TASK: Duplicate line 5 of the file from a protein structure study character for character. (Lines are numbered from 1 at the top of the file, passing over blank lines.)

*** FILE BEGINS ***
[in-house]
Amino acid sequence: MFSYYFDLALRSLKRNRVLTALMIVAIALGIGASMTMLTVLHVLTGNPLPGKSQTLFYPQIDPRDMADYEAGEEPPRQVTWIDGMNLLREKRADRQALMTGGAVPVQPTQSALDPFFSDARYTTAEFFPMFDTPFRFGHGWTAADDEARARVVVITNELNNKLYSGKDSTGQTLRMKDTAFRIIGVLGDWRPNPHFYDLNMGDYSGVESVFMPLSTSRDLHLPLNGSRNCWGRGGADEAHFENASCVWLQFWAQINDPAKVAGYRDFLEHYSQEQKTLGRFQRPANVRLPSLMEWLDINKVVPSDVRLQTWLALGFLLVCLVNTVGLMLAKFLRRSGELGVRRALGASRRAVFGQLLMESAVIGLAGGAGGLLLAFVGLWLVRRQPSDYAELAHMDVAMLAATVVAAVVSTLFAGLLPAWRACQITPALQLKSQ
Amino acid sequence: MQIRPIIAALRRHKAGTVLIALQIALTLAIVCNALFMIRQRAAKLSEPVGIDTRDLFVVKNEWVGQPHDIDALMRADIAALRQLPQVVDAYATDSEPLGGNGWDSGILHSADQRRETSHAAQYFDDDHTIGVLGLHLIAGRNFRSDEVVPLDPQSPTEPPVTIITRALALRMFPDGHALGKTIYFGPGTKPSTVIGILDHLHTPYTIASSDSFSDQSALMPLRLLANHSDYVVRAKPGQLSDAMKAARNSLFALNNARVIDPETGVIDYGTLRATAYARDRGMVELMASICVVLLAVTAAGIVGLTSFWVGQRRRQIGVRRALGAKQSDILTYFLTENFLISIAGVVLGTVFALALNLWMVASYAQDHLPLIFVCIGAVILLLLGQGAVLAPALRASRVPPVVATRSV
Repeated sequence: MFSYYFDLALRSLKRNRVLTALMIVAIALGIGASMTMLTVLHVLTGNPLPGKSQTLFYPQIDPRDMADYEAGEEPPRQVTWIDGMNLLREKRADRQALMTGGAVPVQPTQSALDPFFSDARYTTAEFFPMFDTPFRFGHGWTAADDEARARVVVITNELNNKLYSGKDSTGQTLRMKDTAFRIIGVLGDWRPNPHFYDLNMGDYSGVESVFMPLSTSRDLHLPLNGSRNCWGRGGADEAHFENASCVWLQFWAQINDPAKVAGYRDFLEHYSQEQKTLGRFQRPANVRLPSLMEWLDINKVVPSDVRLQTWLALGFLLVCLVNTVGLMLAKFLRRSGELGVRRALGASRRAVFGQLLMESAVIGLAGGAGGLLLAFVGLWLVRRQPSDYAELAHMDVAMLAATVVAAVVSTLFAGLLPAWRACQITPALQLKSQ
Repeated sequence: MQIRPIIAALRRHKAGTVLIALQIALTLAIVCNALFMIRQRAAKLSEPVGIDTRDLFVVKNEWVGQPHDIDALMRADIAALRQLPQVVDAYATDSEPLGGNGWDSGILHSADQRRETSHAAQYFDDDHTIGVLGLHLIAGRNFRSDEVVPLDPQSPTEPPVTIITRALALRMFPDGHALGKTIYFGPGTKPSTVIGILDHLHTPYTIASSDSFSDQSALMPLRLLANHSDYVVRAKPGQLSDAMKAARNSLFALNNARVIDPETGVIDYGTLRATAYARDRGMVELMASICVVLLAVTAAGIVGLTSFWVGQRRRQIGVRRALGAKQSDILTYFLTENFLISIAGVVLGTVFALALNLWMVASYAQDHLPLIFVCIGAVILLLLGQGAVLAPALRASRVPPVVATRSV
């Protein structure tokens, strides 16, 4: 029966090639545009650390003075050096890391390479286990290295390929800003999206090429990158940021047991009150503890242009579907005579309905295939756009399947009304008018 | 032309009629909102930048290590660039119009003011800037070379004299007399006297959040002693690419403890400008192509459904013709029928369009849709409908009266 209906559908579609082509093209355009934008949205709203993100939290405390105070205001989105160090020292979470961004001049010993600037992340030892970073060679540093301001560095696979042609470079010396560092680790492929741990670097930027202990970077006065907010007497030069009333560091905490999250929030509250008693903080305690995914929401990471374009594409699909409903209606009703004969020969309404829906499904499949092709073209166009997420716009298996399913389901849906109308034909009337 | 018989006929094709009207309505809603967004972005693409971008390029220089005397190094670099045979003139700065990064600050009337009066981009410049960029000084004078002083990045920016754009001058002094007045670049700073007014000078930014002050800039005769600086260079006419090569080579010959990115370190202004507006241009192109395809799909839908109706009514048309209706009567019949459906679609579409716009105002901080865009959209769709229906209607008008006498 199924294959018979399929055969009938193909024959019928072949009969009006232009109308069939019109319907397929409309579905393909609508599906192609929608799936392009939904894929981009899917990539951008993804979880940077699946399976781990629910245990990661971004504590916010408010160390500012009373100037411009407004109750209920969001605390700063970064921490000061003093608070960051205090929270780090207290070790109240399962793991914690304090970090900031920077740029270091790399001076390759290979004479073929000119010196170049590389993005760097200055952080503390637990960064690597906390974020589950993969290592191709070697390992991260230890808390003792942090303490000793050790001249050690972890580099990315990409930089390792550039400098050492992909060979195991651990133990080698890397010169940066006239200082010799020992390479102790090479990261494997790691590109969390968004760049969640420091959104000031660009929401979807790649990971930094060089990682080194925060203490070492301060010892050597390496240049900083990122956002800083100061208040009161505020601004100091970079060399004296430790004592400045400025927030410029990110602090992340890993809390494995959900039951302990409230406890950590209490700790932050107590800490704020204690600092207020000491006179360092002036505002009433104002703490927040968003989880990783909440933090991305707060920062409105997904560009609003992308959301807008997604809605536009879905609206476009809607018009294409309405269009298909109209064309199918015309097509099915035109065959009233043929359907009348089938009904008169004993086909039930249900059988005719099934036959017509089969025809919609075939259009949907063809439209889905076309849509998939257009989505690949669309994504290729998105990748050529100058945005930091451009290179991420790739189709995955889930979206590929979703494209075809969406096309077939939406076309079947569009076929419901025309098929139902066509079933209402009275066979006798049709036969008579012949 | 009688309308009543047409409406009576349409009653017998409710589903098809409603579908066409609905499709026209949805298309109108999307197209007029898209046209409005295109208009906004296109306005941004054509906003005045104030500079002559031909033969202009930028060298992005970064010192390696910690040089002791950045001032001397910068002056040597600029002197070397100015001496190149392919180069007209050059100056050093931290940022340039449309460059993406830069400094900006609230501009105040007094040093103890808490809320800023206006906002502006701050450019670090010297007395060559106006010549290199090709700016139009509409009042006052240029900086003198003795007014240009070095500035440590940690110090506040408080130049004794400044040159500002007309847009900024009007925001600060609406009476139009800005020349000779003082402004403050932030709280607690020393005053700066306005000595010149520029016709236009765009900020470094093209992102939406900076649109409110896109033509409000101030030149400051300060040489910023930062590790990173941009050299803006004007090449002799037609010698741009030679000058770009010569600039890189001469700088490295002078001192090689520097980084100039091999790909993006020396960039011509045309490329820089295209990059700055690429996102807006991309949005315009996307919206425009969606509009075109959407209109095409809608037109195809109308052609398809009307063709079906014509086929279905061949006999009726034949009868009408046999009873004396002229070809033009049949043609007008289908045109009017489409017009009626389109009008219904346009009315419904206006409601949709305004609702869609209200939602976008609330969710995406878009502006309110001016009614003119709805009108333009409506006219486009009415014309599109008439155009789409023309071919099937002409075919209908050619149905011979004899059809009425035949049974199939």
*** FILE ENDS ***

Repeated sequence: MQIRPIIAALRRHKAGTVLIALQIALTLAIVCNALFMIRQRAAKLSEPVGIDTRDLFVVKNEWVGQPHDIDALMRADIAALRQLPQVVDAYATDSEPLGGNGWDSGILHSADQRRETSHAAQYFDDDHTIGVLGLHLIAGRNFRSDEVVPLDPQSPTEPPVTIITRALALRMFPDGHALGKTIYFGPGTKPSTVIGILDHLHTPYTIASSDSFSDQSALMPLRLLANHSDYVVRAKPGQLSDAMKAARNSLFALNNARVIDPETGVIDYGTLRATAYARDRGMVELMASICVVLLAVTAAGIVGLTSFWVGQRRRQIGVRRALGAKQSDILTYFLTENFLISIAGVVLGTVFALALNLWMVASYAQDHLPLIFVCIGAVILLLLGQGAVLAPALRASRVPPVVATRSV